TECHNOLOGY

These virtual obstacle courses help real robots learn to walk


army of More than 4,000 Dogg Marches robots It is a mysterious menacing spectacle, even in simulation. But it may point the way for machines to learn new tricks.

The virtual robot army is developed by researchers from ETH Zurich In Switzerland the chip maker nvidia. Use roaming robots to train algorithm which were then used to control the legs of a real robot.

In simulation, machines are called Anyone—Encounter challenges such as cliffs, steps, and steep slopes in a virtual scene. Each time the robot learned to beat a challenge, the researchers presented a harder challenge, pushing the control algorithm to be more complex.

From a distance, the resulting scenes resemble an army of ants writhing across a large area. During training, the robots were able to master going up and down stairs with sufficient ease; More complex obstacles took longer. The slopes have proven to be very challenging, although some virtual robots have learned how to slide on them.

A segment of the simulation where virtual robots learn to climb steps.

When the resulting algorithm was ported to a real version of ANYmal, a four-legged robot roughly the size of a large dog with sensors on its head and a detachable robot arm, it was able to navigate stairs and blocks but struggled with problems at higher speeds. Researchers blamed inaccuracies in how sensors perceive the real world compared to simulations,

Similar types of machine learning can help machines learn all kinds of useful things, from Packet sorting to me Sewing clothes And crop harvest. The project also reflects the importance of simulation and dedicated computer chips for future application progress Artificial intelligence.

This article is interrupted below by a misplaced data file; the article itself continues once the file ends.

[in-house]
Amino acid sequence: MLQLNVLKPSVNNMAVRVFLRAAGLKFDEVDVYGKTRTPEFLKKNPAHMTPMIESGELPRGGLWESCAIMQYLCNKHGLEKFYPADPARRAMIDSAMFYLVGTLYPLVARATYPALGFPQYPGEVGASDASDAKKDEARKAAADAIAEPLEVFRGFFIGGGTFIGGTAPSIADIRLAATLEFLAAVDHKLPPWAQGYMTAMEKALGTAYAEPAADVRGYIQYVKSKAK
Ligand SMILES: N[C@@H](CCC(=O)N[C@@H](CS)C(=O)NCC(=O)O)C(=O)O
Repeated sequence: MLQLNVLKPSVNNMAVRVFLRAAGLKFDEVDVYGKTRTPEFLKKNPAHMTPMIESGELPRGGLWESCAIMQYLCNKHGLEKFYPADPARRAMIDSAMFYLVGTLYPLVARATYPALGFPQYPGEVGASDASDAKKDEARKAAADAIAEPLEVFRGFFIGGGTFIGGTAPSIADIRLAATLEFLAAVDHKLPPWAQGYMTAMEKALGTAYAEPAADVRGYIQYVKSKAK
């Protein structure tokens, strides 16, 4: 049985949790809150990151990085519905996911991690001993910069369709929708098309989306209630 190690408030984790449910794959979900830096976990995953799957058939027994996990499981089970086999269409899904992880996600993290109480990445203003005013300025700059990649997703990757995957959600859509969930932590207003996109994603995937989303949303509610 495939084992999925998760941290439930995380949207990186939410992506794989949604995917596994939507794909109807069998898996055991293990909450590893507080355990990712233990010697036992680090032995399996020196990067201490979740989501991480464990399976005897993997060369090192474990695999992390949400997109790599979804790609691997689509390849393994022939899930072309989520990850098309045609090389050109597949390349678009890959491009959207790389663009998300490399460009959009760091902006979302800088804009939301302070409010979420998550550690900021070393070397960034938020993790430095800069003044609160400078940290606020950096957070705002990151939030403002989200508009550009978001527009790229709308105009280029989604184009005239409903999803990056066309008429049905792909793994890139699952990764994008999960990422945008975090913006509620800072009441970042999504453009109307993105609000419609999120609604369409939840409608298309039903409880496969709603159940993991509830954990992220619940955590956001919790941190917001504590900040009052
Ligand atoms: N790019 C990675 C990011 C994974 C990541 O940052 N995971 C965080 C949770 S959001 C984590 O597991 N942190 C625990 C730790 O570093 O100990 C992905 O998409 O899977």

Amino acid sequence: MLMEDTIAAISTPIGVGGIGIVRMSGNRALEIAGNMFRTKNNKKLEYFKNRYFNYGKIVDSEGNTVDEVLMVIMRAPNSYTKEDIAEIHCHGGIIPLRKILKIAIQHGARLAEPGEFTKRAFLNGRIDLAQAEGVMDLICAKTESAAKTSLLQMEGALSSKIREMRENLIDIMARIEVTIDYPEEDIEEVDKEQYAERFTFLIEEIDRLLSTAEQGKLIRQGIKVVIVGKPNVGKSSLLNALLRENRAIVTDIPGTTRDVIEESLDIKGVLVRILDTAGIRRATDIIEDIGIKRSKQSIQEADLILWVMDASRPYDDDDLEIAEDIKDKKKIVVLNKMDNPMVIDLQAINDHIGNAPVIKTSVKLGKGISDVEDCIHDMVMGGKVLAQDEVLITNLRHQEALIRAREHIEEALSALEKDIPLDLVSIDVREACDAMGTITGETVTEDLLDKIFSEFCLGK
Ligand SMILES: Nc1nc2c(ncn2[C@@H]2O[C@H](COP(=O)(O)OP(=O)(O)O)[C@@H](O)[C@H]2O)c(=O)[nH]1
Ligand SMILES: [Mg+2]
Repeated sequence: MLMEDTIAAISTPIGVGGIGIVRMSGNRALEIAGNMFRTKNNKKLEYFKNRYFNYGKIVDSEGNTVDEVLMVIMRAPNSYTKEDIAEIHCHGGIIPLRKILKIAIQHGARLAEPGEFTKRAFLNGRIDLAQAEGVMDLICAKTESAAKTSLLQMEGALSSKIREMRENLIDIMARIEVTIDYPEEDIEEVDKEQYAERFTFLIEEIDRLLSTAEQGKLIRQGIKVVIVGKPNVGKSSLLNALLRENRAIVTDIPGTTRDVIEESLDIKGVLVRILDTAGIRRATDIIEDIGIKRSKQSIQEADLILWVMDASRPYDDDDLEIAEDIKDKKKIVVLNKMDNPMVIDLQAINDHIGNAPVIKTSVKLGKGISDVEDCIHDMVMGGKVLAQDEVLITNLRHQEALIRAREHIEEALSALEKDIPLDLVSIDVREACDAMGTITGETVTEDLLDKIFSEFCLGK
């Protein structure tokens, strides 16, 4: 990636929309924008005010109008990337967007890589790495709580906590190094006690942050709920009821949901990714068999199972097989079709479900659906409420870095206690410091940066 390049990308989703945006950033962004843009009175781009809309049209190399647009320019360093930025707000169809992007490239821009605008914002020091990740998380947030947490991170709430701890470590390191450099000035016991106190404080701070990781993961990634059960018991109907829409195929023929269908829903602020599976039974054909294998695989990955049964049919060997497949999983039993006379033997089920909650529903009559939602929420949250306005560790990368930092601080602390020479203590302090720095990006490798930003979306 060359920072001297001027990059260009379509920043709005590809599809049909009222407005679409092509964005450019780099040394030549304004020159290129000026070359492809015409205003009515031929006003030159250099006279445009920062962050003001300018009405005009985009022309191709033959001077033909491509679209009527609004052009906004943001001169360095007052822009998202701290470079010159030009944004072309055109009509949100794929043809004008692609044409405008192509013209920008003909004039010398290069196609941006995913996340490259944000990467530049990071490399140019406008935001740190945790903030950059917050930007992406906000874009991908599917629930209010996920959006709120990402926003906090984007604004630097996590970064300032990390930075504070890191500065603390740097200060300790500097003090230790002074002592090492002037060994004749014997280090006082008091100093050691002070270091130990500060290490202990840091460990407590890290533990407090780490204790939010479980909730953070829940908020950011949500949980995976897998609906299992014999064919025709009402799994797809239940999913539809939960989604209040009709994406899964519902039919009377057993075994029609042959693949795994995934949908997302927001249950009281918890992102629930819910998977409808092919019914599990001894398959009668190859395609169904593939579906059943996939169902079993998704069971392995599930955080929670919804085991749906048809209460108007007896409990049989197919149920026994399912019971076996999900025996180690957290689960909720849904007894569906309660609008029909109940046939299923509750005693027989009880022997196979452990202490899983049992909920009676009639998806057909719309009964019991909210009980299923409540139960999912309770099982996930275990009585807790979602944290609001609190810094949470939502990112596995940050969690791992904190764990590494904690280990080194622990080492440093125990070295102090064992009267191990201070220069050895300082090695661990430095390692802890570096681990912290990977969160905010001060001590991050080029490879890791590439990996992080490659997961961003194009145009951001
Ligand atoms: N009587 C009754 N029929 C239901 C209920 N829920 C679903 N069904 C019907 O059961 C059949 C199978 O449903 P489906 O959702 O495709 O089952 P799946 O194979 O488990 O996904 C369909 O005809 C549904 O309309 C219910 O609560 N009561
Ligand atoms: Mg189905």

“At a high level, a really fast simulation is really nice,” he says. Peter AppelHe is a professor at the University of California at Berkeley and one of the founders a variable, a company that uses artificial intelligence and simulation to train robotic arms to pick and sort things for logistics companies. He says the Swiss and Nvidia researchers have “got some really nice velocity speeds.”

AI has shown the promise of training bots to do realistic tasks that can’t be easily written into software, or that require some kind of adaptation. Being able to make sense of awkward, slippery, or unfamiliar things, for example, isn’t something that can be written into lines of code.

4000 imitation robots have been trained using Learning EnhancementAn AI method inspired by research on how animals learn through positive and negative feedback. As the robots move their legs, an algorithm determines how this affects their ability to walk, and adjusts control algorithms accordingly.



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